Thus far, mat foundation system is normally adopted for mobile offshore platforms operating particularly in soft seabed. Some mat foundations have been modified to overcome somewhat problematic seabed conditions or operational constraints. Forexample, U.S. Pat. No. 4,668,127, issued to Bethlehem Steel Corp, uses pivotable mat-platform leg connections and multiple spuds extending downwardly on the mat base to tackle sloping seabed problem and lateral stability issue. In another example,U.S. Pat. No. 7,001,108, issued to Purvis, et al., provides a rig with a mat that has a central opening to overcome difficulties associated with the need for ballasting/deballasting the mat's compartments. The mat has buoyancy that supports the hulland legs in a floating position when the rig is in transit, whilst allowing the mat to be lowered to the sea bottom without assistance of ballasting/de-ballasting pumps. In another example, U.S. Pat. No. 4,265,568, assigned to The Offshore Company,uses spaced-apart reaction members to spread load to the seabed, instead of using a large single mat or gravity base, in attempts to overcome foundation rotational stability issues. The reaction members are allowed to penetrate into the seabed so that abottom of the supported structure is not in contact with the seabed. In soft seabed condition, however, relatively massive reaction members may be required to resist the design vertical load.

The relatively large area of a mat or reaction members required to provide stability for its deployment on soft seabed remains an unresolved main drawback of such foundation systems. In addition, the conventional preloading method, i.e. byadding ballasts in the mat's compartments and platform's hull may cause uneven bearing pressure or differential settlement due to potential lateral variability of the seabed. The dependency on ballast tank to facilitate preloading may also hinder knownfoundation systems from being deployed in deeper waters or when ballasting method is not technically viable due to specific constraints such as that associated with total weight or stability of the structure.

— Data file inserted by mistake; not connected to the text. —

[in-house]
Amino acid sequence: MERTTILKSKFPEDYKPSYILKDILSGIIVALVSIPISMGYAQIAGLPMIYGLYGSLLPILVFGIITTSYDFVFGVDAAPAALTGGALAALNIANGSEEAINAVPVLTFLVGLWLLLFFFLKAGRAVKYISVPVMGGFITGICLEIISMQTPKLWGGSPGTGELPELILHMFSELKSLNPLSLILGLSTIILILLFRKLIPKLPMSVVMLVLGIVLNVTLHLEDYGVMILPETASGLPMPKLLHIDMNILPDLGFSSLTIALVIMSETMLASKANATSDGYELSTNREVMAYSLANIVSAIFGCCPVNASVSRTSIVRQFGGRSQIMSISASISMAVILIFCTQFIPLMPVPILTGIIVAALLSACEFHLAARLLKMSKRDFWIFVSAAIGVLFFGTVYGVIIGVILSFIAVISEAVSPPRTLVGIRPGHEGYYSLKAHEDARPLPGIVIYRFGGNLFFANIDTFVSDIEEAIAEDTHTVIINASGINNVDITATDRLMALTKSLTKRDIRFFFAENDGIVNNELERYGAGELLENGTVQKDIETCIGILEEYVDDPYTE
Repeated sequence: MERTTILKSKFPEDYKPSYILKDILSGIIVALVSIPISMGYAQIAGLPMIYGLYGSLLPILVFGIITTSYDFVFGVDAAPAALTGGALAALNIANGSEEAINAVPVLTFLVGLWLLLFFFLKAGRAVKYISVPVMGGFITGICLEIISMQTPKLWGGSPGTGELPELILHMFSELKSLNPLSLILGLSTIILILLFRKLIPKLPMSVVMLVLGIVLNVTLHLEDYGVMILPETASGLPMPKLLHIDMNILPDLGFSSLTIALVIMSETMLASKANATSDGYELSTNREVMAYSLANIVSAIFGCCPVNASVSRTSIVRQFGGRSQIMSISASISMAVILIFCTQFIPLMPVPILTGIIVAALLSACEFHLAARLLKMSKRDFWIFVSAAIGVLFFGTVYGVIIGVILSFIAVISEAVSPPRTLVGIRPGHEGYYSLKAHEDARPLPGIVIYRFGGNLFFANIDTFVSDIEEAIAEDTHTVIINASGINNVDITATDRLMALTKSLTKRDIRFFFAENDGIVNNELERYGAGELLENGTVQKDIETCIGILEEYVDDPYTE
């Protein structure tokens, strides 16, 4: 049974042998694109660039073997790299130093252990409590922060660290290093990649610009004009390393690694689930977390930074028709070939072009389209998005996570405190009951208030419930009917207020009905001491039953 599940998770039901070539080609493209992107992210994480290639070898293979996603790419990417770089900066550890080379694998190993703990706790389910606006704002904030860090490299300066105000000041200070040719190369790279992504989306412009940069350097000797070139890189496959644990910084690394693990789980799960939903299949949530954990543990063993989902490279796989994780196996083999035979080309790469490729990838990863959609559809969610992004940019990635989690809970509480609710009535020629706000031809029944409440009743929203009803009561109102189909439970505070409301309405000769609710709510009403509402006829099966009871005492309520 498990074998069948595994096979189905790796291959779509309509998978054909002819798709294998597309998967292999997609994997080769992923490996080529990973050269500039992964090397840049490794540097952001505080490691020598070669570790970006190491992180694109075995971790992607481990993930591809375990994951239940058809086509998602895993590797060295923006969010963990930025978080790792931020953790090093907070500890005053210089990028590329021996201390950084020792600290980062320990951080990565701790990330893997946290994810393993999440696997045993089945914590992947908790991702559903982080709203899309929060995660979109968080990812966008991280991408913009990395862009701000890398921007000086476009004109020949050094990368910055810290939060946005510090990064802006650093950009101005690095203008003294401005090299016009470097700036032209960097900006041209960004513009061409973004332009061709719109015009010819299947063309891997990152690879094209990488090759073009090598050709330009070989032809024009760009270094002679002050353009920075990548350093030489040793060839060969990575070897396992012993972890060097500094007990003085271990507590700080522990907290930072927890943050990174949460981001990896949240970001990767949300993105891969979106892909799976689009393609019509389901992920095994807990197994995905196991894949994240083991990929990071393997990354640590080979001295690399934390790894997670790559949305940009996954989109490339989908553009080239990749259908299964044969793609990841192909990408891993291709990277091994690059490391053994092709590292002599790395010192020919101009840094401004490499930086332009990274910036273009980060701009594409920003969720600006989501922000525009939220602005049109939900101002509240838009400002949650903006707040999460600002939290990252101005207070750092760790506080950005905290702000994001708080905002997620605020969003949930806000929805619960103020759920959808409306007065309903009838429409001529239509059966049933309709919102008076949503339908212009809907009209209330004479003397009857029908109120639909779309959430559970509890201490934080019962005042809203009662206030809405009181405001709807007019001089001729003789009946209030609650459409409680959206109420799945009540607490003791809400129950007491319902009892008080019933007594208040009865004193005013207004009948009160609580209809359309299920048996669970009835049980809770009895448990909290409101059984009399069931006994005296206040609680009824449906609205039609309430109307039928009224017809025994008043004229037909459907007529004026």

It can thus be seen that there exists a need for a new foundation system that is viable for any seabed condition, in particular soft seabed, yet offering ease in installation/removal and stability during operation. With the industry shift tothe use of mobile structures for offshore oil/gas drilling and production in harsher environments and deeper waters, there also exists a need to equip the new foundation system with integral elements which would enable preloading without reliance onballast tanks and facilitating removal of the foundation.

SUMMARY

The following presents a simplified summary to provide a basic understanding of the present invention. This summary is not an extensive overview of the invention, and is not intended to identify key features of the invention. Rather, it is topresent some of the inventive concepts of this invention in a generalized form as a prelude to the detailed description that is to follow.

In one embodiment, the present invention provides an offshore foundation system comprising: i) a reaction base in the form of a hollow slab, which has an upper surface and a bottom surface, the upper and bottom surfaces defining a thickness ofthe reaction base; and ii) a suction compartment in the form of a substantially open-bottom and closed-top cylindrically elongate shell; wherein the suction compartment is integrally formed with the reaction base so that the open-bottom of the suctioncompartment opens downward with a longitudinal axis of the elongate shell substantially perpendicular to the bottom surface of the reaction base and the closed-top projects a distance H above the bottom surface of the reaction base, such that, in use,there is a gap h between a top of a soil plug inside the suction compartment and the closed-top.

In another embodiment, the present invention provides a method for installing and preloading an offshore foundation system, the method comprising: i) forming the offshore foundation system according to any one of claims 1-6; ii) submerging theoffshore foundation system so that the suction compartment(s) penetrate into the seabed under substantial self-weight of the foundation system; iii) closing vent hatches and valves associated with the or respective suction compartment; iv) once waterinside the or respective suction compartment is sealed, operating a suction pump associated with the or respective suction compartment to pump water out from inside the or respective suction compartment so that a negative pressure differential withrespect to the ambient hydrostatic pressure at the top of the or respective suction compartment generates a force to push the entire foundation into the seabed; and v) continuing with the suction-induced driving of the or respective suction compartmentinto the seabed until the bottom surface of the associated reaction base penetrates further into the seabed so that the resulting soil bearing pressure reaches a predetermined value and a gap h between a top of a soil plug and the closed-top of the orrespective suction compartment remains, without relying on additional or external ballasts.